Kroner’s rant about SB 277, the California law that banned PBEs to school vaccine mandates, is epically hilarious. I’ll give you an example. She stated that the law tells parents who don’t believe in animal testing, “Tough!” After that she noted that vaccines are tested on animals. Well, yes. Yes they are. So what? So is basically every drug you ever put in your body! Does she expect legislators to give parents the right not to treat their children with antibiotics or other life-saving drugs when they are seriously ill because they were tested in animals before human clinical trials? Would Kroner support such a ban? I get the feeling that she hasn’t really thought her position through.
The rest of the antivaccine misinformation she laid down is not really worth examining in detail, because it’s so typical. Examples include the “toxins gambit” and the dreaded “monkey cells” gambit. Particularly hilarious is the part where she says that there are chicken embryos in our vaccines. No, there aren’t, but some viruses are grown in fertilized eggs, which are, of course, chicken embryos. Yes, Kroner used a ludicrous term to turn “fertilized egg” into “chicken embryo,” which is so much more gross and disgusting-sounding. She even pulled out an oldie moldy trope, “I’m not antivaccine; I’m ‘anti-toxin.'” Jenny McCarthy from 2009 called. She wants her antivax trope back.
Finally, Dr. Kroner really, really hates—no, literally hates—Senator Richard Pan, the architect of SB 277. She said so multiple times in her talk.
The plot thickens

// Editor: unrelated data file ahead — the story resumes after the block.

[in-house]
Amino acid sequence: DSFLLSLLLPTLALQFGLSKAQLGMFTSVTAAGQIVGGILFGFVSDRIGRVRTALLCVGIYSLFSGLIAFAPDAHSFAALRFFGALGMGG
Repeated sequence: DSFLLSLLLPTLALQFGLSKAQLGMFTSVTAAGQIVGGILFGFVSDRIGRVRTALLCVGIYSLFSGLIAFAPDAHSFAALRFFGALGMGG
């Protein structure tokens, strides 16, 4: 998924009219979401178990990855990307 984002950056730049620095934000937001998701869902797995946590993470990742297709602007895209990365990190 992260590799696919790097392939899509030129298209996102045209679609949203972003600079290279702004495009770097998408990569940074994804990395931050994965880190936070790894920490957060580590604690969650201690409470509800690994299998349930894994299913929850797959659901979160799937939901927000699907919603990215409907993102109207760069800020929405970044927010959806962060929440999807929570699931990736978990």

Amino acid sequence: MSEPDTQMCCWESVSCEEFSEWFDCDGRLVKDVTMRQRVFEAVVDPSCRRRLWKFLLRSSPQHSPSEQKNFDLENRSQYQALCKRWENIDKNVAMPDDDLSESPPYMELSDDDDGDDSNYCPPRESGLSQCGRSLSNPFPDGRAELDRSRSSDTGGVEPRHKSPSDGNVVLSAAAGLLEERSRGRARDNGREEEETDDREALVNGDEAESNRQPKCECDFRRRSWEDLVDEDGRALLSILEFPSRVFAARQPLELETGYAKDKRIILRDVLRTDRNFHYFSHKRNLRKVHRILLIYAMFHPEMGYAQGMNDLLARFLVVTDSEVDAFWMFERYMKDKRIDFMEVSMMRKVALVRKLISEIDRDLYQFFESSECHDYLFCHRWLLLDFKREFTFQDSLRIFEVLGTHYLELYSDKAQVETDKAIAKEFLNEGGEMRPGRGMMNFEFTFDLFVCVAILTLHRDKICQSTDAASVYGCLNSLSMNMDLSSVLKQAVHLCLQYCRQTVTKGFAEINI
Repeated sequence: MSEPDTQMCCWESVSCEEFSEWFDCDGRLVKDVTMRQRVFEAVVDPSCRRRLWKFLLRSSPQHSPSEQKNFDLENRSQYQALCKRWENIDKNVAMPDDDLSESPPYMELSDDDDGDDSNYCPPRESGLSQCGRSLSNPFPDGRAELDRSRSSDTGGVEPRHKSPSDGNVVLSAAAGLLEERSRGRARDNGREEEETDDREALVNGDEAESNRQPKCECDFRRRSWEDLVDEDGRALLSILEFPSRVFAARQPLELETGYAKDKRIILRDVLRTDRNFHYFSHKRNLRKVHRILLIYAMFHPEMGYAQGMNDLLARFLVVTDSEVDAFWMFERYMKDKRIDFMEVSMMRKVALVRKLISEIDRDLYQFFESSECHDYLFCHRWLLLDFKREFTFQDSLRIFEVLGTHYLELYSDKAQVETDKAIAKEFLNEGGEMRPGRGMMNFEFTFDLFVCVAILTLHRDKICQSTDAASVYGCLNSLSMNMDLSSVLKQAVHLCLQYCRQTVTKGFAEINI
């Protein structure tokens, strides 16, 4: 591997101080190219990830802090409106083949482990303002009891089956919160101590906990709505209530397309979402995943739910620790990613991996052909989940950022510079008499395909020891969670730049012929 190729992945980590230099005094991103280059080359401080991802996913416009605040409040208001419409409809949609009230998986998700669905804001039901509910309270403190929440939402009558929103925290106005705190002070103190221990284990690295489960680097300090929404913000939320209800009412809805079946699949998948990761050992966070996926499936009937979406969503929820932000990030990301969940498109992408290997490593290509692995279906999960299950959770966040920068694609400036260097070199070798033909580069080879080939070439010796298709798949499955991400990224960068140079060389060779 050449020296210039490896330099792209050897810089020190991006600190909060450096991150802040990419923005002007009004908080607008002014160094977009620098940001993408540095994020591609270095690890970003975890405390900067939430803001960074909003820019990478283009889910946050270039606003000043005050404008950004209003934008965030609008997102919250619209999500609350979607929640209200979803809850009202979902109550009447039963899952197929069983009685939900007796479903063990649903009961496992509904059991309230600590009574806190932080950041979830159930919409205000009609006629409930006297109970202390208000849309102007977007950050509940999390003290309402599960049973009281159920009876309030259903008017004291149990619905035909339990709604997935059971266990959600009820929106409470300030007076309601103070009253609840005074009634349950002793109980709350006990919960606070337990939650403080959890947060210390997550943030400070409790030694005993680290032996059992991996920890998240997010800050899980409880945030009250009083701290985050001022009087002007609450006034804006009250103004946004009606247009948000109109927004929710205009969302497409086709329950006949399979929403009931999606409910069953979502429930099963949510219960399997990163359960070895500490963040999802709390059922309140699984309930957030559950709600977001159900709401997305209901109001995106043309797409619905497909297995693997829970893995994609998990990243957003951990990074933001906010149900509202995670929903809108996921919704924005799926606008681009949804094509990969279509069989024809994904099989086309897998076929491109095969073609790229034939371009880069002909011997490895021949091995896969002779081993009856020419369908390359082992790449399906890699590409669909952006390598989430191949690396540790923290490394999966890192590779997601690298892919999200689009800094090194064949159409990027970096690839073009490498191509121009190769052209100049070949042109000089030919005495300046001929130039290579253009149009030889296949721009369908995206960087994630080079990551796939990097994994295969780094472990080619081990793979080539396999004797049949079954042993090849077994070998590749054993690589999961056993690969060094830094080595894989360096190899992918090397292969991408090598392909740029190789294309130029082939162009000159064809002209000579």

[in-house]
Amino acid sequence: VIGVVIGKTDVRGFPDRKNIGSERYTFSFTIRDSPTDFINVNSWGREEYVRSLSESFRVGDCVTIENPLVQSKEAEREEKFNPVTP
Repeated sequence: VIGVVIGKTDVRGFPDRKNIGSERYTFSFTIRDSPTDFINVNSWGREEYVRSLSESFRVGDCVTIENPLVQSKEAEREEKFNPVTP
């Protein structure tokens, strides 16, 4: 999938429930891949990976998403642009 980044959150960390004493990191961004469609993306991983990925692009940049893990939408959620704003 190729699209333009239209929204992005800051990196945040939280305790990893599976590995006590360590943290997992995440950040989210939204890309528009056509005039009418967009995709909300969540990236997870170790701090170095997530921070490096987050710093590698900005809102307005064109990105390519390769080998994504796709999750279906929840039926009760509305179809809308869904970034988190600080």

So, having established that Kroner is antivaccine and that this “panel discussion” had every appearance of being a trap, I started wondering. I watched ZDoggMD’s video, which was revealing. First, the event to which he was invited was supposed to happen in May. As far as I can tell, no such event ever happened, but it’s possible I could have missed it. My guess is that this event was postponed from May to October, probably because Kroner hasn’t been able to entice a real scientist or skeptic to be on her panel. In any event, it’s clear to me that she’s learned to keep her cards close to the chest, because her email to ZDoggMD stated that she had confirmation of participation from Robert F. Kennedy, Jr. (who is extremely antivaccine and has been the topic of many posts on this blog and whose World Mercury Project is not, as ZDoggMD notes, not a tribute to Queen’s front man Freddie Mercury), Del Bigtree (’nuff said, although Bigtree was represented as being part of the Informed Consent Action Network), and Dr. Toni Bark, an antivaccine MD who’s into homeopathy and naturopathy and who was also featured on the Conspira-sea Cruise. ZDoggMD’s letter also noted “interest” from well-known doctors and scientists who asked to keep their names confidential.